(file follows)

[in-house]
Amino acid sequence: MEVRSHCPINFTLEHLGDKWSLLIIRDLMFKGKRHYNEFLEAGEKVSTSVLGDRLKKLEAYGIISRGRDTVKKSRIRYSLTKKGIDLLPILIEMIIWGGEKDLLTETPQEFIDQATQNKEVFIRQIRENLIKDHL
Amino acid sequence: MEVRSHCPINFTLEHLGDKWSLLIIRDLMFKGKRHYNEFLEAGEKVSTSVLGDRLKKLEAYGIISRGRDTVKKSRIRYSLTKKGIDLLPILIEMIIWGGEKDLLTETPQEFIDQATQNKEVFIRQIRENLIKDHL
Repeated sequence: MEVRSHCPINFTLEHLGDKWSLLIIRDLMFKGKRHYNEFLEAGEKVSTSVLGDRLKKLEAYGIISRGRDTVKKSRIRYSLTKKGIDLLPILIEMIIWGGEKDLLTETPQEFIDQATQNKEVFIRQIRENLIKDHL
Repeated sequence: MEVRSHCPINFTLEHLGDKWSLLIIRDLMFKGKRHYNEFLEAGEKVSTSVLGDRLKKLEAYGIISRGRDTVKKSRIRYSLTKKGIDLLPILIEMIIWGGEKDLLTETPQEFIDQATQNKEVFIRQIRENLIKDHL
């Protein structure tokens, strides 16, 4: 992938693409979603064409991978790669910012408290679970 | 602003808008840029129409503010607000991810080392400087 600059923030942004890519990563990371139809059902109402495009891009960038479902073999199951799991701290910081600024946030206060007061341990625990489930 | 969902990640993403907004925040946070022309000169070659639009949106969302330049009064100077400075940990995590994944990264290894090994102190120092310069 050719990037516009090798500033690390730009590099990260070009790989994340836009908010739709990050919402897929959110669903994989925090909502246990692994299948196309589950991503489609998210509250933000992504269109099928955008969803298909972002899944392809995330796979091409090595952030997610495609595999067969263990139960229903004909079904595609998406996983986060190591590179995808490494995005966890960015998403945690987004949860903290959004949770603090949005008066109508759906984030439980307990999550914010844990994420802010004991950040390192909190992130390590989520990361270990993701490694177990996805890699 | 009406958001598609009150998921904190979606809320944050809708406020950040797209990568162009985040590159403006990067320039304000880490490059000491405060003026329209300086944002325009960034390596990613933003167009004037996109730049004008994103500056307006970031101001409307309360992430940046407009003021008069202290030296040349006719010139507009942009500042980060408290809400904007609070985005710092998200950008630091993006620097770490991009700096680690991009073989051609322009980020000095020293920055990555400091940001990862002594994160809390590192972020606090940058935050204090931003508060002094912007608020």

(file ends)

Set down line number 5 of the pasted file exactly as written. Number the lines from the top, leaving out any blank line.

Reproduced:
Repeated sequence: MEVRSHCPINFTLEHLGDKWSLLIIRDLMFKGKRHYNEFLEAGEKVSTSVLGDRLKKLEAYGIISRGRDTVKKSRIRYSLTKKGIDLLPILIEMIIWGGEKDLLTETPQEFIDQATQNKEVFIRQIRENLIKDHL